Size can be deceiving. While just 4,180 mm (164.5 in.) long, the Echo sedan has plenty of interior space. It’s tall roof line allows for a more upright seating position, which provides ample leg room, without compromising head room. Same in the back – my feet fit easily under the front seats and my knees (I’m a long-legged six foot two) barely touched the front seats. Two adults can sit comfortably in the back, but the Echo’s narrow width means three would be a crowd.
The trunk is huge for such a small car – .385 cubic metres or about 13.6 cubic feet – and the rear seat splits 60/40 allowing for even more storage space. There are storage spaces and cubby holes everywhere – large door pockets, seat back pockets, a dual glove box with upper and lower levels, storage compartments on either side of the audio and climate controls and beneath the steering wheel, and a storage box underneath the front passenger seat.
Standard equipment on the base 2003 Echo sedan includes AM/FM/CD with four speakers, tilt steering, manual remote control mirrors, cloth covered bucket seats, P175/65R14 all-season radials and 5-speed manual transmission.
Our tester included automatic transmission ($1,000), the �4-door package’ ($645) that added P185/60R15 all-seasons, colour-keyed door handles and bumpers and power door locks, and a factory-installed appearance/accessory package with air conditioning, cruise control, body-side mouldings and front splash guards ($1,675) for a grand total of $17,445.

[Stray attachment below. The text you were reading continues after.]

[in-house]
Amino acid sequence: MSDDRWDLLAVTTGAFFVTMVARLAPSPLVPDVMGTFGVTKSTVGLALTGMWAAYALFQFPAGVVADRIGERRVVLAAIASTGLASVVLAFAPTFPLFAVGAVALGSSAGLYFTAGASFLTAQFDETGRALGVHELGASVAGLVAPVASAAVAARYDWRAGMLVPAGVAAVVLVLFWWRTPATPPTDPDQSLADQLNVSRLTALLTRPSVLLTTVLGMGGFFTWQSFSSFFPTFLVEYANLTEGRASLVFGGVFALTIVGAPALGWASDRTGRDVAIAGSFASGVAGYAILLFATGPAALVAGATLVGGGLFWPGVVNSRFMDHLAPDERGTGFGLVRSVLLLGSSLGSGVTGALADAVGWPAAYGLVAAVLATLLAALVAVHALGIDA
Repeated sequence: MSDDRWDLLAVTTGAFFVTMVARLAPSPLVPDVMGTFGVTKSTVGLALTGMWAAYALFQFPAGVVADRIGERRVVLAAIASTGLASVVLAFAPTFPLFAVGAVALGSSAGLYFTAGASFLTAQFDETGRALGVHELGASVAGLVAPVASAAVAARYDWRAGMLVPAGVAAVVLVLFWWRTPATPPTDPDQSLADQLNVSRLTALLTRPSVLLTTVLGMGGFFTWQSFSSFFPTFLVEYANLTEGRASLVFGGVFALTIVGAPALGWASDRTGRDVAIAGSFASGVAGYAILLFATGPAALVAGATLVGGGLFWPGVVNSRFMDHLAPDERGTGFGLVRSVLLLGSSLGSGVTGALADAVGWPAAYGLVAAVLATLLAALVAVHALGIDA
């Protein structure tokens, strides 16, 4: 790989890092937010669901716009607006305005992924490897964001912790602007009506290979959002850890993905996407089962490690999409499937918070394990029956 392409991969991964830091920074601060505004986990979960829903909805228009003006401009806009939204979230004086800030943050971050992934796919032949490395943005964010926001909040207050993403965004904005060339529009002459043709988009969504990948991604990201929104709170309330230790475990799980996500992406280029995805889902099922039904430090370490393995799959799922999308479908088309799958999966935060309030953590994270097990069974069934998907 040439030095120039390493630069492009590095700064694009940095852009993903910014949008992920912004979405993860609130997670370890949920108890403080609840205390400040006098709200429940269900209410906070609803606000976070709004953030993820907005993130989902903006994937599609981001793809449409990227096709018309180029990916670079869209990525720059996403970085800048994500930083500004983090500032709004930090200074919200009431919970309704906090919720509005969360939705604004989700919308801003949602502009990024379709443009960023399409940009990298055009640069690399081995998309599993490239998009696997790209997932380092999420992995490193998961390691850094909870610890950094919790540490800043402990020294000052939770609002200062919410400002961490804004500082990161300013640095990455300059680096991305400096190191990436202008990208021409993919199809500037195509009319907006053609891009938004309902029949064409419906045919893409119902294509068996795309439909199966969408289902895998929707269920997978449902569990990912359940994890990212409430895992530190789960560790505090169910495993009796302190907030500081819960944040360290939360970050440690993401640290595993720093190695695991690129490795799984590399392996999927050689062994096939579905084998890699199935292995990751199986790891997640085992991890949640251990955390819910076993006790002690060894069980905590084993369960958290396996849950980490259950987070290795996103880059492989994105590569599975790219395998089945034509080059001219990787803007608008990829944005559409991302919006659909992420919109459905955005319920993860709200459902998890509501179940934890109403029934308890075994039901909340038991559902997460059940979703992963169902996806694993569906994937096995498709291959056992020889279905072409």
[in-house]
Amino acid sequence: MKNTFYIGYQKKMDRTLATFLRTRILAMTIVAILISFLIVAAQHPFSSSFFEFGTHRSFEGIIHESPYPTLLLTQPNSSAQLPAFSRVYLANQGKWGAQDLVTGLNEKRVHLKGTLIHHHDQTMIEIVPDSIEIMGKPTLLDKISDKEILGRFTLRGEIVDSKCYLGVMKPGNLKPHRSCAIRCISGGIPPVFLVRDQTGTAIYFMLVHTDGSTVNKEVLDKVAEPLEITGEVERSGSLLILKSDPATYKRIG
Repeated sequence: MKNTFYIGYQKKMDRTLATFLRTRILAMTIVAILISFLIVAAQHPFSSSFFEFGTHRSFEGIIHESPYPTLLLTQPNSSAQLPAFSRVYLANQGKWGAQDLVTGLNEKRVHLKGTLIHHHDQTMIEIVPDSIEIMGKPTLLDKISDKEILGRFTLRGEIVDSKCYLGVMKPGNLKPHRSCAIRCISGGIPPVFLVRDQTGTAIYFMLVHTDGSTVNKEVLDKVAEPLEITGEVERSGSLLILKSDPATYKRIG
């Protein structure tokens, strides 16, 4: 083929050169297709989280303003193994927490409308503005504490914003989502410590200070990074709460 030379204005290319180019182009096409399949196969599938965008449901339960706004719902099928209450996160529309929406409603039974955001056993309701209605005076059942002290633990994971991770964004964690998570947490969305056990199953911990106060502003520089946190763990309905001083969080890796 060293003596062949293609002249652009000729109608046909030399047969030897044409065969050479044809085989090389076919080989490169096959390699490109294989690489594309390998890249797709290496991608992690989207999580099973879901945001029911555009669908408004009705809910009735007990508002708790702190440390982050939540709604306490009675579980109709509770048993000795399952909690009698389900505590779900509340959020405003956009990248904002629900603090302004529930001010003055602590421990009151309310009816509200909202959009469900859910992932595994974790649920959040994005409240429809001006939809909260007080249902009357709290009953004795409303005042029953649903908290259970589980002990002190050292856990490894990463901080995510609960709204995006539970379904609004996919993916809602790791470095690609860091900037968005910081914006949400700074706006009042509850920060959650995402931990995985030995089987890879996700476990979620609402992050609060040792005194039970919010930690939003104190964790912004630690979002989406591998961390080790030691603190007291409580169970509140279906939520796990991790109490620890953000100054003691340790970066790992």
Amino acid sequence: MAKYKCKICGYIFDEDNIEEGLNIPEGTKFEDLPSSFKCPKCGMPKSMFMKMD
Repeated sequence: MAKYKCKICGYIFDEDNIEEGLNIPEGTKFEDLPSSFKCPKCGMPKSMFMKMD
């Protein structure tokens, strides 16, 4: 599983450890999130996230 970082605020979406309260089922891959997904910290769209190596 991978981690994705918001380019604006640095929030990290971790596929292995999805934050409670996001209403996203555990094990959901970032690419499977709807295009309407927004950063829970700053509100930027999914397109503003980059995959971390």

The Echo is fuel-efficient as well as space-efficient. Natural Resources Canada fuel consumption rating for the automatic-equipped Echo is 7.1 l/100 km (40 mpg) in city driving and 5.5 l/100 km (51 mpg) on the highway. Manual transmission cars use less fuel – 6.6 and 5.1 l/100 km (43/55 mpg) city/highway.
One good reason for the Echo’s low fuel consumption is weight. The Echo sedan with automatic transmission weighs just 950 kg (2095 lbs.). Powered by an all-aluminum 1.5 litre 4-cylinder engine that produces 108 hp at 6,000 rpm and 105 lb-ft of torque at 4,200 rpm, the Echo has an excellent power to weight ratio.